One of the most successful niche perfume brands has been By Kilian. Ever since it debuted in 2007 creative director Kilian Hennessy has produced one of the best examples of what can be done in this area. In the early days when I wrote reviews, I always had a line in there about M. Hennessy being part of the famous cognac producing family. I don’t know exactly when I stopped thinking of him as a scion of a liquor empire and fully a perfume creative director, but it happened. He earned my respect such that I didn’t have to water it down as if he was spending his time in fragrance as a hobby, I think he kept from making a perfume based on cognac because he wanted to keep the two worlds apart. After thirteen years it seems they have come back together in By Kilian Angel’s Share.
Angel’s Share is one of two new releases comprising the new collection The Liquors. I say new but many of the city exclusives have already formed an olfactory liquor cabinet. I imagine M. Hennessy spent a lot of time in the aging cellars of the family estate. It is where the term angel’s share comes from. The amount of cognac which evaporates from the oak casks as it ages is given that name. Working with perfumer Benoist Lapouza he channels his family legacy into an excellent boozy gourmand.
When you enter the cellar of any aging spirit the scent of the angel’s share is a combination of the alcoholic liquid and the wood of the barrels. M. Lapouza begins the perfume in the same way. A strong oak combined with an equally potent cognac form the accord named on the bottle. What I especially enjoyed was both parts have a bite to them. This is the sting of cognac as it slides down your throat and the roughness of the staves making up the barrels. I would’ve enjoyed this, but M. Hennessy seemingly wanted the angel to have dessert. The second phase of Angel’s Share is a full gourmand accord which smells like a cinnamon bun. Vanilla, tonka bean, and cinnamon form a sticky bun accord that is delectable. Sandalwood completes this fragrance.
Angel’s Share has 12-14 hour longevity and average sillage.
This has arrived at the right part of the year for it. This is an Autumn/Holidays type of perfume. I wore this on two very chilly days, and it sang off my skin. M. Hennessy may have wanted to wait before he blurred the lines between family legacy and what he has built on his own. Angel’s Share makes me happy he did return to his roots.
Disclosure: this review is based on a sample provided by By Kilian.
There are designer labels that just can’t seem to find their way in the fragrance world. One of those would be Fendi. As a brand they had two distinct eras of trying to become a successful perfume provider. The first era ended in 2004. That was despite producing one of the best perfumes of the last 25 years in Fendi Theorema. That it was a previous entry in this column shows the struggle Fendi had. After 2004 they pulled back and rethought their approach.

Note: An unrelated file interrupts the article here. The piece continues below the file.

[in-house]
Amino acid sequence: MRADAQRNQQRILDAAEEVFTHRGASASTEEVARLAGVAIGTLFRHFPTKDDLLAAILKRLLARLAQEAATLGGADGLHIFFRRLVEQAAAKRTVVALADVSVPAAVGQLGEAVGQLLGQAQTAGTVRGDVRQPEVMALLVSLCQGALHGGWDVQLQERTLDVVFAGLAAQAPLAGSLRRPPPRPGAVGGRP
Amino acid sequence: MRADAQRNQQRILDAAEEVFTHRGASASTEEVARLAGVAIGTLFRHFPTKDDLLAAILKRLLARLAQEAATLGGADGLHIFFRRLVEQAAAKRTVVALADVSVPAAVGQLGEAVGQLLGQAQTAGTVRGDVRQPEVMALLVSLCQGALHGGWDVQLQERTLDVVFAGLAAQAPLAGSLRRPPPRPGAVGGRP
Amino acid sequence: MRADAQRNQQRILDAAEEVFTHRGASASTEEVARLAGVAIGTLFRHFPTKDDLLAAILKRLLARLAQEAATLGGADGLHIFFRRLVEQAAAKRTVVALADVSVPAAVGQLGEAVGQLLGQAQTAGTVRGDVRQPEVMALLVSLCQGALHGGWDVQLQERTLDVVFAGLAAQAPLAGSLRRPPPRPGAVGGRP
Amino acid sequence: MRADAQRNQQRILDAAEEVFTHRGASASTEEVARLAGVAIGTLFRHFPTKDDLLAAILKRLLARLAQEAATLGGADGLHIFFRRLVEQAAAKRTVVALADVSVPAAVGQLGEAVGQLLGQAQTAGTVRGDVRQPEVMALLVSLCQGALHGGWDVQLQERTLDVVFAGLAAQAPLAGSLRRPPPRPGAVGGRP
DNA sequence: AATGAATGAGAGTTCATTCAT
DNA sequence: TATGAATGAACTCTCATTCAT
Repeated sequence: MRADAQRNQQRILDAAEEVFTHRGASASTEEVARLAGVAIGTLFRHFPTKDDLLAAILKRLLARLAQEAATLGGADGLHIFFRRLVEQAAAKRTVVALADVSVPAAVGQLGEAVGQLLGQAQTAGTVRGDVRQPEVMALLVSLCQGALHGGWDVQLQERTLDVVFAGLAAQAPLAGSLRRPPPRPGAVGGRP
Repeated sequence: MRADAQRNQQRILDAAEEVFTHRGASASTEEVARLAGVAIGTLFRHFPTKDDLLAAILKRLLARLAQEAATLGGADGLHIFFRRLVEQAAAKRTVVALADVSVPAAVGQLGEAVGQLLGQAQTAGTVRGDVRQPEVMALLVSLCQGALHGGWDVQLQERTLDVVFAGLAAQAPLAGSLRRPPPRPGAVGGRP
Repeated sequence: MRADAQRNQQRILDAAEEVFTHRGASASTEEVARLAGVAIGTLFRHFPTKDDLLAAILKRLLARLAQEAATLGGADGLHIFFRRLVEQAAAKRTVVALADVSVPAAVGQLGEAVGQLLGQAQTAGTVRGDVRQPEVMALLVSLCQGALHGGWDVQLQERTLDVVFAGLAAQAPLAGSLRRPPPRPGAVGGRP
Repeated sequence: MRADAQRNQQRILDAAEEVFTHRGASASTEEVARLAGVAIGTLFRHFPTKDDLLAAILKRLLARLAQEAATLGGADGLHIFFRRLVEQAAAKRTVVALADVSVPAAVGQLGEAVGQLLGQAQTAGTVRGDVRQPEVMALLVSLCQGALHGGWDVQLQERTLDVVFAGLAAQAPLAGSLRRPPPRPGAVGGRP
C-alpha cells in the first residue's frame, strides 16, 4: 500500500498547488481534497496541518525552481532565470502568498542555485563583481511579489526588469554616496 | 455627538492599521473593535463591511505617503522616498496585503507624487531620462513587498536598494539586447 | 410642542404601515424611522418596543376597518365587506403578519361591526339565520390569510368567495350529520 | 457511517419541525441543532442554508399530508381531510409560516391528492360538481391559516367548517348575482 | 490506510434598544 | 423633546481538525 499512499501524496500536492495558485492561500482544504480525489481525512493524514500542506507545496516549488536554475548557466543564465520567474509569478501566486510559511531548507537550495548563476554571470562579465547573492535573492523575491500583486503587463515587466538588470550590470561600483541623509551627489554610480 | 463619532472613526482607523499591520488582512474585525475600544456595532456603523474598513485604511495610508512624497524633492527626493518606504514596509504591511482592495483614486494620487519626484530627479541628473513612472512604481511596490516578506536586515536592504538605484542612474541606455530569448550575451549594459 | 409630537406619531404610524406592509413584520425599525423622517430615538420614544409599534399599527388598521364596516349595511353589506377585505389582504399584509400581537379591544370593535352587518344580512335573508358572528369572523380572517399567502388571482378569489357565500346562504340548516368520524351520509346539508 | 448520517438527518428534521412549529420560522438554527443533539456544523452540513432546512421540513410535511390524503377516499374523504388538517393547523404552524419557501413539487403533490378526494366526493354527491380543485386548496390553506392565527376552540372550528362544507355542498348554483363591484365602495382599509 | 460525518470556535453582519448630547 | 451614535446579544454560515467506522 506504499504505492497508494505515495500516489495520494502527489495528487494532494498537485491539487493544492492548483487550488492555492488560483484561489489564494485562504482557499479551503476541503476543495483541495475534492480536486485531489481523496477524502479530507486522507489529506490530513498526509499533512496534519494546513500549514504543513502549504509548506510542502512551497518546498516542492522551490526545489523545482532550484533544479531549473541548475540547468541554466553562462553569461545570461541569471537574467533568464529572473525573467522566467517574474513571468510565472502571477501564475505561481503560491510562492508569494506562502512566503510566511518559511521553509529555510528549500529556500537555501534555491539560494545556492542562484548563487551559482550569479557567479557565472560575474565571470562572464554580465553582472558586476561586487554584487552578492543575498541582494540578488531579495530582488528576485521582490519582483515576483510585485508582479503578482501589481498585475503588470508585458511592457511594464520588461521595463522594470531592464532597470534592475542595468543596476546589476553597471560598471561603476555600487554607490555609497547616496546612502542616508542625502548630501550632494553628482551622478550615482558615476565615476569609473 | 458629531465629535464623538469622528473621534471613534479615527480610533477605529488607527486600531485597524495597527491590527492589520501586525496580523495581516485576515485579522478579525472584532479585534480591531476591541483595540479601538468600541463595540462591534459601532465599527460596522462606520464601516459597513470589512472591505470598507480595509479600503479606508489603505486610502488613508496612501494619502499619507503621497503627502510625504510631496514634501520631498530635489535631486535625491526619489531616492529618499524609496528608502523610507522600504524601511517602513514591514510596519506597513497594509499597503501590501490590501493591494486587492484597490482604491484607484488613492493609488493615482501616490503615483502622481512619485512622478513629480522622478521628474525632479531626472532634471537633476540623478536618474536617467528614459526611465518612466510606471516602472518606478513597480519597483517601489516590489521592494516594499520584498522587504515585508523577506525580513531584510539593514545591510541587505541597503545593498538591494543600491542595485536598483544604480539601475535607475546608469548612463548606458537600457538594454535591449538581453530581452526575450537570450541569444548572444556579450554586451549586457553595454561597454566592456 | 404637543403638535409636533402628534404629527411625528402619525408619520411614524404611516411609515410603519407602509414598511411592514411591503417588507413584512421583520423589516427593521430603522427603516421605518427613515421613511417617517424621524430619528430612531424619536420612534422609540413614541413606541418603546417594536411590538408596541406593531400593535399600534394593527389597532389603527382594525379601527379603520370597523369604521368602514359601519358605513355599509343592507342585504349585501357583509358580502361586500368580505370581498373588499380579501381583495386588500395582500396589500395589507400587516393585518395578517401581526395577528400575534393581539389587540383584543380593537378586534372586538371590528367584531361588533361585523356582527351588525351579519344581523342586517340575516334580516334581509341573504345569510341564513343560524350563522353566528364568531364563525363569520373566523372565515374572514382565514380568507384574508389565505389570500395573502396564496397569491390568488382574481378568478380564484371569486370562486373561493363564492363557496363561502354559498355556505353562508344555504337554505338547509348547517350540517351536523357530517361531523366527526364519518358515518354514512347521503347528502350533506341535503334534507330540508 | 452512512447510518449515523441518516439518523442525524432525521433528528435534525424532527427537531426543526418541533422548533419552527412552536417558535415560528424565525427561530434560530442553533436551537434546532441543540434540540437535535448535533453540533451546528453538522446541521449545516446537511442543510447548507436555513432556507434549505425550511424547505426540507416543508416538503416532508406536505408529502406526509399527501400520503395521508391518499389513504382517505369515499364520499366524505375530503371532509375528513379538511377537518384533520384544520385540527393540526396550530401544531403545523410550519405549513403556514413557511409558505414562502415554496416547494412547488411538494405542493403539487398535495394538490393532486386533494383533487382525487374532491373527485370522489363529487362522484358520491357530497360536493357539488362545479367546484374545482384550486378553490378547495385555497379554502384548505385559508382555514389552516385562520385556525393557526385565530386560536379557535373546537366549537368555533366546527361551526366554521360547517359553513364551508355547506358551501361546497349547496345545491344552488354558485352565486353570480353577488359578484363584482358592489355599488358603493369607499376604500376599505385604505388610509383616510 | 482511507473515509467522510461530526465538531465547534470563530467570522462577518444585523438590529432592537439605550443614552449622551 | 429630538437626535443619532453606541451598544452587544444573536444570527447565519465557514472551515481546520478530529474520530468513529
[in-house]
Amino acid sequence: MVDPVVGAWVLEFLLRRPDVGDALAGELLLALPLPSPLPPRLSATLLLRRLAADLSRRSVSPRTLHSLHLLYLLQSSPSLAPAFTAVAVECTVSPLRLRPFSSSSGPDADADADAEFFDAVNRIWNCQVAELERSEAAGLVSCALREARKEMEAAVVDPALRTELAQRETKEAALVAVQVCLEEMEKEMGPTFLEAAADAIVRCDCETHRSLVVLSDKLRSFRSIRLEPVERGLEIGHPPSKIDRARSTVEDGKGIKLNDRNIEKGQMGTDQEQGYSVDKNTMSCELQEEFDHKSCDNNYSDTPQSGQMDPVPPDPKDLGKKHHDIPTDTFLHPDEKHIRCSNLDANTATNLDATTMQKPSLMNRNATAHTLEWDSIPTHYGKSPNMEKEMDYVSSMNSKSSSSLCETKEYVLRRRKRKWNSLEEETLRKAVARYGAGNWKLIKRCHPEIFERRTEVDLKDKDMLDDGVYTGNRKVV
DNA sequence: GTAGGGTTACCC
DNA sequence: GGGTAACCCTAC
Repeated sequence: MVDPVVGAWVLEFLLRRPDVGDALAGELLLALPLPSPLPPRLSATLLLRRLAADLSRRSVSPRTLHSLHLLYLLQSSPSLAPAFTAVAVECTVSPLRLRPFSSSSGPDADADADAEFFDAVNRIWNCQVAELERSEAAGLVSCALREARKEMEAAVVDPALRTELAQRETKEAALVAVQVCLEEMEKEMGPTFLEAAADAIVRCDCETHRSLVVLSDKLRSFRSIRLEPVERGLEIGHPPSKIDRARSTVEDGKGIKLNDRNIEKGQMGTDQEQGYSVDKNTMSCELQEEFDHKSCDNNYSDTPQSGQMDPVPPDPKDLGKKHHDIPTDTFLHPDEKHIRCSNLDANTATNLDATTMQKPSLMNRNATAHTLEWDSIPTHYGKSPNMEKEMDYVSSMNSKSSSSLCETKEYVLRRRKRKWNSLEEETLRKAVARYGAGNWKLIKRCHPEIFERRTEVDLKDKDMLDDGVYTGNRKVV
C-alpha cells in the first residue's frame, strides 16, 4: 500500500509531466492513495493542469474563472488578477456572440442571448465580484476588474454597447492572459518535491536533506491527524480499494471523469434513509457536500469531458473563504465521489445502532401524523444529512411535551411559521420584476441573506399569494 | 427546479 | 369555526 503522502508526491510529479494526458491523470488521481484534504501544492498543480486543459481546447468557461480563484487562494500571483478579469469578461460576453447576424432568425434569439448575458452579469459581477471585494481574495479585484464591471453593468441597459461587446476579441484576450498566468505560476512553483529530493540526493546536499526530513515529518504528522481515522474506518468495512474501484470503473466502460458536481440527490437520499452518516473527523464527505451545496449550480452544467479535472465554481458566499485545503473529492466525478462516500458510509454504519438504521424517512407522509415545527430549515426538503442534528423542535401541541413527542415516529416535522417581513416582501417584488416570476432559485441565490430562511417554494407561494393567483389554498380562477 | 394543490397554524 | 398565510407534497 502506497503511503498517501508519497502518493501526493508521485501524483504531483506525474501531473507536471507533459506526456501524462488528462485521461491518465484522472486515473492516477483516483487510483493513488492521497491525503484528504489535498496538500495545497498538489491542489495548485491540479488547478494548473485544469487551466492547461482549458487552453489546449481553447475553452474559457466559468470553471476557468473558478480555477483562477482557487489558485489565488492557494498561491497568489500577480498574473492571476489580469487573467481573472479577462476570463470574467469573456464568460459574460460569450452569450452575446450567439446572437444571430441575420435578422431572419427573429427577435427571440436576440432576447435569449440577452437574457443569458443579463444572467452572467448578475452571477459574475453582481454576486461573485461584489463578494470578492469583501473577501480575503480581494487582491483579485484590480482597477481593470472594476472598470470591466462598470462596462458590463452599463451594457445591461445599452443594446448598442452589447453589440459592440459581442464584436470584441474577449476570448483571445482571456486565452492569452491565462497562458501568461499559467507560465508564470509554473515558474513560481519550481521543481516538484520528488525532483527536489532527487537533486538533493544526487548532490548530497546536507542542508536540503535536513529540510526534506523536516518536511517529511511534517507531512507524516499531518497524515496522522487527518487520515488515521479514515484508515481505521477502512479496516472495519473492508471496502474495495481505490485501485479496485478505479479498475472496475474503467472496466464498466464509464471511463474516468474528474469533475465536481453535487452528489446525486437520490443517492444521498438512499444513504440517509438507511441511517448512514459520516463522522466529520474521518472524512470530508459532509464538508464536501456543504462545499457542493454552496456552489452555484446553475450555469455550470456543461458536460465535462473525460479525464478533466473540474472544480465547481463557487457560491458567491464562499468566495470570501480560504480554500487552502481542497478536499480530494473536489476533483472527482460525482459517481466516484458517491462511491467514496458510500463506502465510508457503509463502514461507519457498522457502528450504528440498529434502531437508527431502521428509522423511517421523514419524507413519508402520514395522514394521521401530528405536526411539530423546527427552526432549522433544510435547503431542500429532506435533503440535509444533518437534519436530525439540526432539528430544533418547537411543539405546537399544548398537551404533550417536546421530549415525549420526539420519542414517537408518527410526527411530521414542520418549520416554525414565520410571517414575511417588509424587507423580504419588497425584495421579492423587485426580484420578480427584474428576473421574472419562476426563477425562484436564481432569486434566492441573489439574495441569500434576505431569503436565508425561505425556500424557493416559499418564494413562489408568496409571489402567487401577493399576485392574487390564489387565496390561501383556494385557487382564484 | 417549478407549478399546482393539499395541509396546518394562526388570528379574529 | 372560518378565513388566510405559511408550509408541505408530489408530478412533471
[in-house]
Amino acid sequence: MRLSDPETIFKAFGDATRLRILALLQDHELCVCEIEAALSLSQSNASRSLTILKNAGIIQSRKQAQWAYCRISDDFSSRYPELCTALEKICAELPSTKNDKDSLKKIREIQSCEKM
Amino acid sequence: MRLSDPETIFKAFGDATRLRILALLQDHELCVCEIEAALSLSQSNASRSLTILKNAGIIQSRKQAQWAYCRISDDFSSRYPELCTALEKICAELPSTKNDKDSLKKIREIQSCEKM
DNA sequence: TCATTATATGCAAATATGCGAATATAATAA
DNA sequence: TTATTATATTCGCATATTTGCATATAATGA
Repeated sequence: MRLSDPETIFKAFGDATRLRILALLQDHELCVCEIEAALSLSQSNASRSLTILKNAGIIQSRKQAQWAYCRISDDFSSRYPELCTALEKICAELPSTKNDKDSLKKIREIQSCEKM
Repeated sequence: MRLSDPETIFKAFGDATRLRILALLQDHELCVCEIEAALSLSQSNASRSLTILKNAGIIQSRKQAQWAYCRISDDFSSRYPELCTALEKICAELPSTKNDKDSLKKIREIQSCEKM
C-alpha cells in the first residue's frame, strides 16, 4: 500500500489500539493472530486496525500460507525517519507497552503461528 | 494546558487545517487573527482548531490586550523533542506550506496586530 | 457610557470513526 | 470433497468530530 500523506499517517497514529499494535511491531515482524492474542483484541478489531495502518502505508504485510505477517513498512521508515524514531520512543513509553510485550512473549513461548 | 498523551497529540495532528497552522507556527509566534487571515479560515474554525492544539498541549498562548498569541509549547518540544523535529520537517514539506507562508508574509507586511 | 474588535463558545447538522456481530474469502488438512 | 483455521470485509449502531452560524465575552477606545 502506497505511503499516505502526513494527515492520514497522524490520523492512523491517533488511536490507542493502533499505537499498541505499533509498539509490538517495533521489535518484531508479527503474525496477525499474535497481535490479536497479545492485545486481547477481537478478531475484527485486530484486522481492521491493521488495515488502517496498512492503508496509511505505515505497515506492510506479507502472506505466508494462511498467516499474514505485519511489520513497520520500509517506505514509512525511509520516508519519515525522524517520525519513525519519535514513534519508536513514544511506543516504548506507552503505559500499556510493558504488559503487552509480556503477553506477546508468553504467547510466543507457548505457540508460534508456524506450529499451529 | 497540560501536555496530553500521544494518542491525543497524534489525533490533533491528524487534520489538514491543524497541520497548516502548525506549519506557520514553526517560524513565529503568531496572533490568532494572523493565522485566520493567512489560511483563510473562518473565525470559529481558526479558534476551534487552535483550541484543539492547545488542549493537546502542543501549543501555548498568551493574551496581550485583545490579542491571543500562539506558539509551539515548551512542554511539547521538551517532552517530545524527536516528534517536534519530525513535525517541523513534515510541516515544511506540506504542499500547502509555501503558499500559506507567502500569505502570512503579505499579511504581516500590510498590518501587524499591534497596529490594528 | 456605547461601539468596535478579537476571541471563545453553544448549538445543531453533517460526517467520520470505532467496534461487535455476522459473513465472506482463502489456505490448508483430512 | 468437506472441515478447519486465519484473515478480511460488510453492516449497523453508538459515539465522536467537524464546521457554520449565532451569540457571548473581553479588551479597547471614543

If the originality of something like Theorema was not going to draw consumers maybe there was a different tack. When the brand returned to making perfume in 2010, they put Francois Demachy in the position of fragrance creative director. Then they seemingly decided that originality was not going to be a priority. Instead they became a fragrance version of a greatest hits record. All the perfumes with Fendi on the label from 2010-2015 were made up of successful accords and tropes from other best-selling perfumes. The idea seemed to be if we can just take a little bit from the other perfumes on the perfume counter, we will find an audience. That I put a date up there to the end of this era is a giveaway to how successful it was.
Fendi is far from the only brand happy to mash-up the kind of accords which consumers desire. It is a too common way to produce perfume. The thing is if they pick the hits you like the most you will probably enjoy the tune even if it reminds you of other things. For me the right set of tunes showed up in Fan di Fendi pour Homme.
M. Demachy chose to work with a team of perfumers for all the Fendi releases in this second era; Benoist Lapouza and Delphine Lebeau-Krowiak. Usually this is my recipe for success with a consistent creative team. The strength here was they were all on the same page just figuring out how to balance the styles they were combining into something nice. For Fan di Fendi pour Homme they hit the right accords.
It opens on a mixture of herb and spice with basil and cardamom mixed with citrus. It is a sturdy opening; one which will remind you of many other perfumes. It switches to the men’s style of florals as geranium provides the heart. It picks up the green parts of the herb and the spice. It ends with a leather accord made deeper with patchouli before cedarwood provides the woodiness necessary in a “pour homme” perfume.
Fan di Fendi pour Homme has 8-10 hour longevity and average sillage.
I like Fan di Fendi because it fills in on a day when I don’t want to wear one of the many perfumes, of which I smell pieces of, within it. It has become a reliable weekend fall choice. It has just been recently discontinued so this, and any of the second era Fendi perfumes, are still out there to be found.
Fendi has now failed in two different approaches to fragrance. Will there be a third? Is there a path between originality and greatest hits? It will be interesting to see the answer if there is a return in a few years. The Dead Letter Office has two relics of the first two eras whether they are the final representatives of the Fendi fragrance output will only be seen with time.
Disclosure: This review is based on a bottle I purchased.